T-Charge – London’s £10 Toxicity charge comes into effect
The war on cars continues with the T-Charge hitting the oldest and most polluting vehicles in the capital but is it targeting the right sector?
In the biggest shift since the implementation of the much-maligned London congestion charge, drivers entering the capital in cars built before 2006 being hit with an additional toxicity charge of £10 per day. This is alongside the current congestion charge of £11.50 per day.
For anyone that lives or works in the big smoke, it’s quickly obvious that London does have a massive issue with air quality, or the lack thereof. In 2017 it took just three days into the year for London to surpass the EU-approved annual limit for pollution.
London at a standstill, as normal.....
There are varying estimates of anywhere from 9,000 to 40,000 in terms of the numbers of yearly deaths from London’s air quality. This doesn’t count the large numbers of residents who suffer from breathing conditions that relate to the pollution levels.
The new T-Charge (toxicity charge) comes into force from 23 October 2017. Any non-Euro IV-compliant (basically pre-2006 registered) powered vehicle will be hit with this new daily charge if it enters the current congestion charging zone. It’s estimated that some 30,000 motorists will be subject to the charge each month during the 7 am to 6 pm Monday through Friday charging period. Because of course pollution doesn’t happen outside of these times.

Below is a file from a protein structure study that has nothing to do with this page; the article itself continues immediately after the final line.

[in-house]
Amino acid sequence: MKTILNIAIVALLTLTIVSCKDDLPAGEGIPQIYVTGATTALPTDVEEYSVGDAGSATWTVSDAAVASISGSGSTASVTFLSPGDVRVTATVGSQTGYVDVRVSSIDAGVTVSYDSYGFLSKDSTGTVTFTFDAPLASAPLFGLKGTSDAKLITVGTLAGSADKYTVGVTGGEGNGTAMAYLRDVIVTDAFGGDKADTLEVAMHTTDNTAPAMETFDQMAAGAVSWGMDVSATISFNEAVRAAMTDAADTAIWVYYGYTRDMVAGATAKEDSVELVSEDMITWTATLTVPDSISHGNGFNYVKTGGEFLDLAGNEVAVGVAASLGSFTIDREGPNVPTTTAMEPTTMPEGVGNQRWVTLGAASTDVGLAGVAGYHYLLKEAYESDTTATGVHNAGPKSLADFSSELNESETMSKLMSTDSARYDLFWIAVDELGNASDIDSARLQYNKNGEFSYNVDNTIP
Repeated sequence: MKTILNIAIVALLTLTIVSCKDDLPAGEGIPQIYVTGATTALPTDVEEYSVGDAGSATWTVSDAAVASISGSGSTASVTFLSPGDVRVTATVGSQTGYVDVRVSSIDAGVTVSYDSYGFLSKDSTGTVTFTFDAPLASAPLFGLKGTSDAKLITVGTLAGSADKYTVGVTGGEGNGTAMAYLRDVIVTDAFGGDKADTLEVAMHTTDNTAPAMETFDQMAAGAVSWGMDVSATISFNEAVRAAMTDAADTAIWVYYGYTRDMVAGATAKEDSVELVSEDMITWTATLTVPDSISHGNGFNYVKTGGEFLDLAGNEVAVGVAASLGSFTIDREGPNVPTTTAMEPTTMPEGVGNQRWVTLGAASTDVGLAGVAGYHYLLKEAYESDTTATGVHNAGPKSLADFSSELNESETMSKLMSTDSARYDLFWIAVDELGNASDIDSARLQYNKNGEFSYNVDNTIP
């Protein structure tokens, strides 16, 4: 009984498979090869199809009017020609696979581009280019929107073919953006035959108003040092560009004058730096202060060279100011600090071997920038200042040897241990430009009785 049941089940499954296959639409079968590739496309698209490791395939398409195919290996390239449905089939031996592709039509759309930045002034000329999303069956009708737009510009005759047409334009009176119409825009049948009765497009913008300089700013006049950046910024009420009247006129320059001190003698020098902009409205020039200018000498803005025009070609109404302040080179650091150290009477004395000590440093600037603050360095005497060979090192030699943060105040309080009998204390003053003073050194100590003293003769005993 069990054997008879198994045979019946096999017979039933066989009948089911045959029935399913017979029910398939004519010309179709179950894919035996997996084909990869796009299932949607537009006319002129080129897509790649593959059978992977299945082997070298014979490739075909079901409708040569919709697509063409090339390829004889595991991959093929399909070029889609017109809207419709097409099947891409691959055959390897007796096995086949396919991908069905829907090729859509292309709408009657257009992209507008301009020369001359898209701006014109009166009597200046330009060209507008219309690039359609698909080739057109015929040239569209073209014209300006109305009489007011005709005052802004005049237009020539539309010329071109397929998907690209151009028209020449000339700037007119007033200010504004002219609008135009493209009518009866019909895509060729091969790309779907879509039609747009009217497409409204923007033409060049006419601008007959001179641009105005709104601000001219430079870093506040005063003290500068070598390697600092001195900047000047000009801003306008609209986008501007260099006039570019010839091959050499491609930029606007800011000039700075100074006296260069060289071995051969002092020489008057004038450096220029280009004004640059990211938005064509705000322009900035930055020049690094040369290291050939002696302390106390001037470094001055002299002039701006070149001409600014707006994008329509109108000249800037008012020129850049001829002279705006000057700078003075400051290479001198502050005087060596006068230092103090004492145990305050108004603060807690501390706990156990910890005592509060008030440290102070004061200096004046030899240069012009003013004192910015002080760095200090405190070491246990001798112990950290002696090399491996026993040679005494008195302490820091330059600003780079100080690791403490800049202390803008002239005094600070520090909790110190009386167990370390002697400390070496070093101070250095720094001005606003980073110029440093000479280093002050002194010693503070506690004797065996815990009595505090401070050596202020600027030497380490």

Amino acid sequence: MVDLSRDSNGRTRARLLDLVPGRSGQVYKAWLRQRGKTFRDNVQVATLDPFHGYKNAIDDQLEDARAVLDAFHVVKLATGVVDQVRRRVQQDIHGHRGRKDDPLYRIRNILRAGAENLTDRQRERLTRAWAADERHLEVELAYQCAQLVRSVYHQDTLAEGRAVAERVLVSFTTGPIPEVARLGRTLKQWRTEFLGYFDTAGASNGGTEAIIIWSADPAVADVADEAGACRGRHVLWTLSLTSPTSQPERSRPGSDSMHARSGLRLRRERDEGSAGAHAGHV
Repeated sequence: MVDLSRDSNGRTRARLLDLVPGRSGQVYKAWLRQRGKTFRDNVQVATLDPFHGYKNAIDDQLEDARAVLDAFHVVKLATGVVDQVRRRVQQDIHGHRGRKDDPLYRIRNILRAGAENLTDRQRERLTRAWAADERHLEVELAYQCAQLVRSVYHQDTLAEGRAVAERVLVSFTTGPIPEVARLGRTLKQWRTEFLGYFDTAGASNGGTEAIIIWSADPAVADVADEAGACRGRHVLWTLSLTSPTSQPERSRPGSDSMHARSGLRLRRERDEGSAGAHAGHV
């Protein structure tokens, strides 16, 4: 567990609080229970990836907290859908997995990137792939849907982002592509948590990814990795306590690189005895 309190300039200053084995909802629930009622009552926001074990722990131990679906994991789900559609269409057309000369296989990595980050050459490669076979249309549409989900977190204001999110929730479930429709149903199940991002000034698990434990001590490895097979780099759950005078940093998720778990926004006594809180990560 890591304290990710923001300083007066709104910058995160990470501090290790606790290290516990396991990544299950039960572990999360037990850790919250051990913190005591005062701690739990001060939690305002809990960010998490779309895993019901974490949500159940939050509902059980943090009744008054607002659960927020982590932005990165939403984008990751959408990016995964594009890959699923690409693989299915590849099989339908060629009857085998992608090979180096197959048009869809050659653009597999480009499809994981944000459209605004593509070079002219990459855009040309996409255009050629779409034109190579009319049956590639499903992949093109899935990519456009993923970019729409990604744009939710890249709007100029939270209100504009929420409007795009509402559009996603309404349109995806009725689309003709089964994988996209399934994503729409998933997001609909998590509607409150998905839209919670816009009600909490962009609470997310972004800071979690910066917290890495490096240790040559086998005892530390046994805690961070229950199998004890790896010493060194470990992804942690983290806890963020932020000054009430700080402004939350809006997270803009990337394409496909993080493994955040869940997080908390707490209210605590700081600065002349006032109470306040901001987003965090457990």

What, if any effect this has on pollution remains to be seen. In recent years the number of car journeys in congestion charging zone has fallen, but the use of private hire taxi’s and industrial vehicles has risen meaning that congestion and travel time have remained the similar in the six years ending 2013.
In 2014 Transport for London published their roadmap for a cleaner London. Oddly it quoted 2010 figures for NOx emissions figures. These numbers confirmed at the time that all transportation was responsible for a whopping 63% of emissions in Greater London. Breaking this down, petrol and diesel-powered cars were only responsible for 18% of this amount.
So, is this charge aimed at the correct sector? – Critics will say that it doesn’t go far enough to discourage driving the most polluting cars, or that it’s merely unfairly targeting those who cannot afford (or don’t want to) to swap their older cars for a newer and more expensive, low emission model.
Let’s not forget that the T-Charge is the first phase of what will become the ‘Ultra Low Emission Zone’ 2020, which will only allow the most efficient (Euro 6 complaint) cars into the centre of London. This will also represent a far stricter 24 hours a day, seven days a week charging structure for the owners of non-complaint vehicles.
Is the T-Charge an effective way of reducing pollution or a simple money grab from the owners of older vehicles? Join the discussion in #rantbox live chat.